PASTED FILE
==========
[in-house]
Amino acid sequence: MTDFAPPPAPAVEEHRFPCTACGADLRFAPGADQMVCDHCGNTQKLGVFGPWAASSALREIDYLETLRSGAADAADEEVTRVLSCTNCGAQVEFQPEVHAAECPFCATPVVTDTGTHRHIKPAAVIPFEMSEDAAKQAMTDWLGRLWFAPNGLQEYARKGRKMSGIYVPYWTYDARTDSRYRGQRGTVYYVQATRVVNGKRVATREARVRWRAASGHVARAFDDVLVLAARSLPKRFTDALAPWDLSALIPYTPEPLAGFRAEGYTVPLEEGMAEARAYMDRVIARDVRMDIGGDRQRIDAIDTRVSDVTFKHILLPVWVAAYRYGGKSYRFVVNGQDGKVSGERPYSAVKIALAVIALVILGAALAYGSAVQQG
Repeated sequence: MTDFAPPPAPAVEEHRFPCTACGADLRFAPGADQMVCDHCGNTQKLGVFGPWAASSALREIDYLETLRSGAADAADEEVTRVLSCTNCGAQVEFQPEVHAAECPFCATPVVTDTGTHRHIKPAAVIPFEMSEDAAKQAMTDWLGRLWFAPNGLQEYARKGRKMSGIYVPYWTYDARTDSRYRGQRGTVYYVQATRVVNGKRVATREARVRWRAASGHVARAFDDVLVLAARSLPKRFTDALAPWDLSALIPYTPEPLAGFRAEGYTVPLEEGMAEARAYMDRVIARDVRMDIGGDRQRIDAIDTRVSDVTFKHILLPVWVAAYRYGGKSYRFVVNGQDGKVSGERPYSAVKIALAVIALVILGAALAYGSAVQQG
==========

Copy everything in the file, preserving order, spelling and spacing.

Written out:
[in-house]
Amino acid sequence: MTDFAPPPAPAVEEHRFPCTACGADLRFAPGADQMVCDHCGNTQKLGVFGPWAASSALREIDYLETLRSGAADAADEEVTRVLSCTNCGAQVEFQPEVHAAECPFCATPVVTDTGTHRHIKPAAVIPFEMSEDAAKQAMTDWLGRLWFAPNGLQEYARKGRKMSGIYVPYWTYDARTDSRYRGQRGTVYYVQATRVVNGKRVATREARVRWRAASGHVARAFDDVLVLAARSLPKRFTDALAPWDLSALIPYTPEPLAGFRAEGYTVPLEEGMAEARAYMDRVIARDVRMDIGGDRQRIDAIDTRVSDVTFKHILLPVWVAAYRYGGKSYRFVVNGQDGKVSGERPYSAVKIALAVIALVILGAALAYGSAVQQG
Repeated sequence: MTDFAPPPAPAVEEHRFPCTACGADLRFAPGADQMVCDHCGNTQKLGVFGPWAASSALREIDYLETLRSGAADAADEEVTRVLSCTNCGAQVEFQPEVHAAECPFCATPVVTDTGTHRHIKPAAVIPFEMSEDAAKQAMTDWLGRLWFAPNGLQEYARKGRKMSGIYVPYWTYDARTDSRYRGQRGTVYYVQATRVVNGKRVATREARVRWRAASGHVARAFDDVLVLAARSLPKRFTDALAPWDLSALIPYTPEPLAGFRAEGYTVPLEEGMAEARAYMDRVIARDVRMDIGGDRQRIDAIDTRVSDVTFKHILLPVWVAAYRYGGKSYRFVVNGQDGKVSGERPYSAVKIALAVIALVILGAALAYGSAVQQG